Monday, September 23, 2013

Single Girl's Survival Guide: Attending A Wedding Post Break-Up

The focus of any wedding is - and should be - on the bride and groom. From their first kiss as "man and wife" to the tradition of cutting the cake, all eyes are lovingly on the happy couple. But, when you're attending a wedding right after an emotional break-up, it's hard not to think of your ex. To be reminded of him and what you shared. And wish he was there by your side during this great display of love - especially if you're not over him or not ready to move on.


In my early twenties, attending a wedding solo was exciting. I even shared how much fun you can have when you're dateless at the reception. I easily found the positives in not having to spend $50 on your Brazilian the week leading up to the event and noted how you can always score booze faster by the bar when couples are dancing during the slow songs. Fast forward to a serious relationship in my late twenties, ending in a recent "break" or what most of us would confirm as a "break-up," and my view on attending a wedding as a single lady has done a complete turnaround. Sure, I'm still confident and love spending time with my friends, but when a heartbreak is fresh, filled with random weeknights crying yourself to sleep, attending a wedding alone can feel daunting.
 
This past weekend I celebrated the union of one of my wonderful past coworkers and her new husband. While they've shared ups and downs like any other couple, their display of unconditional love this weekend was truly overwhelming. As they read their vows, there wasn't a dry eye in the crowd. The love, trust and respect they share is nothing less than beautiful. 
 
While I'm overjoyed for what they've found in one another, I couldn't help but selfishly mourn my recent relationship all over again as they spoke about the "best friend" they had found in each other. I missed my best friend. I missed the man who held my hand over the past two years. I missed my boyfriend who held me close as we swayed to ballads and made me laugh all night on the dance floor at numerous weddings. I missed the man I had thought was my other half.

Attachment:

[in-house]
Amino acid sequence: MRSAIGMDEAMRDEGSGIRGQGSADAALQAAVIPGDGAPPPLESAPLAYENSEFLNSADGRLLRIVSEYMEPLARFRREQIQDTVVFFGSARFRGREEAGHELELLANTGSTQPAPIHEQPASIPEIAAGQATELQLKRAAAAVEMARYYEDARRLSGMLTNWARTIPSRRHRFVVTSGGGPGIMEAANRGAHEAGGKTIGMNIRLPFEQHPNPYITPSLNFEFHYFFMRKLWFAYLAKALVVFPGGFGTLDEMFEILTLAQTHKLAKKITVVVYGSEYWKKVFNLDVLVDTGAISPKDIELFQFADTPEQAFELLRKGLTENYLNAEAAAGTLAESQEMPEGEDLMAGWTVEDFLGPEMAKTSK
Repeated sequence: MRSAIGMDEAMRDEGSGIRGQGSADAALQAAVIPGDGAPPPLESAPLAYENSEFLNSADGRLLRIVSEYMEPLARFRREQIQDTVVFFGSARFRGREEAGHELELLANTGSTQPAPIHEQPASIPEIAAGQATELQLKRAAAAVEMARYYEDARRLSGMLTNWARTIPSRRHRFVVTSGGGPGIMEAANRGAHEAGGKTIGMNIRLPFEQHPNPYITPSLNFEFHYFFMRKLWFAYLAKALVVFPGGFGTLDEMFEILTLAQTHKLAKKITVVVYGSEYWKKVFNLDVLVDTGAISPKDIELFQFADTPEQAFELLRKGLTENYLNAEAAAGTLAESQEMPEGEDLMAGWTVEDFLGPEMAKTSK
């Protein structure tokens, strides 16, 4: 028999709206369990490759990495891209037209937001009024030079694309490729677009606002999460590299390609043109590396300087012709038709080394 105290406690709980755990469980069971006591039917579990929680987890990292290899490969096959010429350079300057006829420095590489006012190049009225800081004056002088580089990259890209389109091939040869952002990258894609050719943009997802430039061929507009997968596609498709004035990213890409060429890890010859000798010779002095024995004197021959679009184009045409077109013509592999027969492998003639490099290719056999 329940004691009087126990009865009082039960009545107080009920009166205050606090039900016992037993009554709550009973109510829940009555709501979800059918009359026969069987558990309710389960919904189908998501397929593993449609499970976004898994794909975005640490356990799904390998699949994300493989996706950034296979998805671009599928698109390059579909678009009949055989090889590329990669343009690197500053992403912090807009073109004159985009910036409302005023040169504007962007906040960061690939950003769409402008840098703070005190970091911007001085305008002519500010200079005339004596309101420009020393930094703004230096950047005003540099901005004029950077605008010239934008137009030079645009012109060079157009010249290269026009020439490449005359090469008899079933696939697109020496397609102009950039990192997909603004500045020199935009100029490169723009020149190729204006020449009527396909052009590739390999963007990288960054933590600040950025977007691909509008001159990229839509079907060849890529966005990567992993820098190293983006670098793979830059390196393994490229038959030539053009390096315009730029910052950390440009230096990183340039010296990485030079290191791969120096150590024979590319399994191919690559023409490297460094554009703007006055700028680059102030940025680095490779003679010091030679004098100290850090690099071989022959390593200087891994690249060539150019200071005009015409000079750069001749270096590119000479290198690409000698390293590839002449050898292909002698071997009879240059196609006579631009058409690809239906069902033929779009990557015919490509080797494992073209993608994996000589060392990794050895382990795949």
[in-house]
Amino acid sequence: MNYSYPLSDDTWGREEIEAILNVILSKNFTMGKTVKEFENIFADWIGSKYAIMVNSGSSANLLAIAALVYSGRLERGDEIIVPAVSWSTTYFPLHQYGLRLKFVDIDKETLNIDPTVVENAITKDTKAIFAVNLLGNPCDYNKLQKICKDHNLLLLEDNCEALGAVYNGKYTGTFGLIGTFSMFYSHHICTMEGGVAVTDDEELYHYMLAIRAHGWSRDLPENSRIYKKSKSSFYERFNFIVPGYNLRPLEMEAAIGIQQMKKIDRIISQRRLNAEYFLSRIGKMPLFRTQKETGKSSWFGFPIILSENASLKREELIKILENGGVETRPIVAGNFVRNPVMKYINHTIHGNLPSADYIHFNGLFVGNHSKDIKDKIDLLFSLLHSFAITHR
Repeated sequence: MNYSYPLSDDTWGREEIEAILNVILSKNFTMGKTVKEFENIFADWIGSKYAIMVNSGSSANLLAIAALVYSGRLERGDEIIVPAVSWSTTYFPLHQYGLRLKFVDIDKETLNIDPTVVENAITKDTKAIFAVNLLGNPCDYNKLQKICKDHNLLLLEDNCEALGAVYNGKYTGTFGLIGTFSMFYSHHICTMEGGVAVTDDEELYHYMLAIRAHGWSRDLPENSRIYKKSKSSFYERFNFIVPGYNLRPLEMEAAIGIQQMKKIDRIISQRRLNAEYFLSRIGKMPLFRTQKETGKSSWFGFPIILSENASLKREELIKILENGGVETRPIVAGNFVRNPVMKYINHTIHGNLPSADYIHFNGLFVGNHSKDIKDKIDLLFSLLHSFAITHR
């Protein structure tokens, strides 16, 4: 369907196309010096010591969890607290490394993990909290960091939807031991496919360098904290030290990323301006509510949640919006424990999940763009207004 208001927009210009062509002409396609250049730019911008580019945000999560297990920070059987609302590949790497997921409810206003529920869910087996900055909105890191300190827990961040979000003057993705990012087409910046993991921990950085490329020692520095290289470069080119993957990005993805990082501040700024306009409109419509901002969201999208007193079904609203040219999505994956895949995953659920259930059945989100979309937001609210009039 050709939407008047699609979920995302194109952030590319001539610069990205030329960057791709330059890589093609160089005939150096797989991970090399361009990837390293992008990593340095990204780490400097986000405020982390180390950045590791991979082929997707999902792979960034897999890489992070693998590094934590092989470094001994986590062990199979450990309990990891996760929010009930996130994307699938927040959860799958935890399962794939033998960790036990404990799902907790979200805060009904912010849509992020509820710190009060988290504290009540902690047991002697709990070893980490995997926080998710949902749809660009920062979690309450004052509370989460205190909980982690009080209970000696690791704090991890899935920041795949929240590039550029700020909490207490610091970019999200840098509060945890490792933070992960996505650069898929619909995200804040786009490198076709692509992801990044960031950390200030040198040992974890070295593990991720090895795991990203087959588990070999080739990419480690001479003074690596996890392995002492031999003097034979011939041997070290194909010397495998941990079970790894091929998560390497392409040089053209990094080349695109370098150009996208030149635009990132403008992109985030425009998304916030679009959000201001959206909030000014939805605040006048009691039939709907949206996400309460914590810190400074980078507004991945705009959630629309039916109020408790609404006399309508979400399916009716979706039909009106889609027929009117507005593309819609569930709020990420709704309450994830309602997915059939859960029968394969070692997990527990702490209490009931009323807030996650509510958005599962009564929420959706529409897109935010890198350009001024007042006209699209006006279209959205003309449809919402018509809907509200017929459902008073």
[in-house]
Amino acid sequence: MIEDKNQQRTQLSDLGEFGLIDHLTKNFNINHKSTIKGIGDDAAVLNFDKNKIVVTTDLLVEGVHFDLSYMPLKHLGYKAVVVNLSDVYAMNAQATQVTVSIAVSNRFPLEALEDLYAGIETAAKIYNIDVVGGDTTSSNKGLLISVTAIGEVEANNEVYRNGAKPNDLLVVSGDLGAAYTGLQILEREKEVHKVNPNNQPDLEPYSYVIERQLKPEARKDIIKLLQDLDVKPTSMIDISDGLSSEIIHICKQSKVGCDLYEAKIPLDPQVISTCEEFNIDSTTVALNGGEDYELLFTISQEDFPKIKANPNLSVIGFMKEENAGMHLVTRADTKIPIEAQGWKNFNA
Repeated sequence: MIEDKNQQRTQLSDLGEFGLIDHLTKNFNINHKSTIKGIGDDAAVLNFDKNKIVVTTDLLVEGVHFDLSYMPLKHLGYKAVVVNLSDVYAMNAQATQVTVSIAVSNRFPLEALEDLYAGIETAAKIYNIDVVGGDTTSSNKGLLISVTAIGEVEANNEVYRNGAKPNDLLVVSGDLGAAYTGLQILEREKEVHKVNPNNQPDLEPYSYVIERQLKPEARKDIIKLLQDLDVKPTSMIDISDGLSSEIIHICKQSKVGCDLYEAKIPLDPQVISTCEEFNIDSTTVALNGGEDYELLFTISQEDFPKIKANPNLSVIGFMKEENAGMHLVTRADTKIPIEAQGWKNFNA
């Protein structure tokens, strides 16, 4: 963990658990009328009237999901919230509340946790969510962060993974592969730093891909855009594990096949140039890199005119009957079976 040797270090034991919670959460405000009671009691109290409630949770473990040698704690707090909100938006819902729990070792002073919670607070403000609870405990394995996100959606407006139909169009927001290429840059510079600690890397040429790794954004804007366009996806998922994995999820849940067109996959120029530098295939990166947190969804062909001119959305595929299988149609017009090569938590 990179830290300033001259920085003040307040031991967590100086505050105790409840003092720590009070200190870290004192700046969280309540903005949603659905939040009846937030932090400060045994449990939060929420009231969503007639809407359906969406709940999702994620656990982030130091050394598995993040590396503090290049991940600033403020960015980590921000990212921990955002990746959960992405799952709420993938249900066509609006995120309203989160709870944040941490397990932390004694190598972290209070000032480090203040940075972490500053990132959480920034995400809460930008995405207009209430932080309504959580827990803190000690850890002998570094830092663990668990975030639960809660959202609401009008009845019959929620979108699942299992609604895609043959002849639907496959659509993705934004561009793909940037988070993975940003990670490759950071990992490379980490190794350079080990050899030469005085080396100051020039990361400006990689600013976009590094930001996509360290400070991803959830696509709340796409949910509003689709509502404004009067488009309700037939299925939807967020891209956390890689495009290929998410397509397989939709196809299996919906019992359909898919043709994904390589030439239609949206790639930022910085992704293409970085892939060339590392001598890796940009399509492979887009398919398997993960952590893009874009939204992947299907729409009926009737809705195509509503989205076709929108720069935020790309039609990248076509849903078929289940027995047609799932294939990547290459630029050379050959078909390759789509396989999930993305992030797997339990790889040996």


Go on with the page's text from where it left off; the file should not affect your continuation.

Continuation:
So how do you get through your first wedding as a newly single person, without having a mortifying breakdown in front of 200 guests? 
 
Lean on a friend. Rely on your girlfriend who knows the ins and outs of your recent breakup to squeeze your hand during the newlywed's first dance and make you laugh in the photo booth. Your girlfriends have experienced heartbreak too - and won't judge you for having to take multiple bathroom breaks to clean up your makeup or for sniffling louder than should be acceptable during the vows.

Apply waterproof mascara. I'm not going to sugar coat it. Sobbing is almost unavoidable as a newly single person witnessing true love and everlasting commitment, so be prepared with makeup that won't drop down your pretty face. And it should go without saying to stuff your clutch with tissues before heading out to the ceremony.
 
Just dance. Shake it to "Single Ladies" and jump around to "Shout." How can you not have fun dancing around for hours with your friends? Get your booty on the dance floor!
 
Go slow at the open bar. Drowning your sorrows in Cosmos may seem like the SATC thing to do, but avoid getting sloppy drunk at all costs. A Champagne toast to the happy couple and a few comforting glasses of red wine are fine, but doing shots with the groomsmen will only lead to sobbing with your head over the toilet the next morning.
 
Avoid hook ups. Flirting with the single Best Man seems sexy, in theory, but actually hooking up with a new guy during your emotional state will most likely lead to regret. Go ahead and slow dance, but anything intimate in your fragile state is a no-no.
 
Don't be embarrassed. Let yourself feel what you need to feel. Don't be ashamed for getting caught up in the emotions of the day. As long as you don't make a scene, your tears will go unnoticed by the happy couple and their guests. So cry, reminisce on what could have been, then bring your attention back to the new Mr. and Mrs.!

What are your tips for holding it together at a wedding after a break-up? xo

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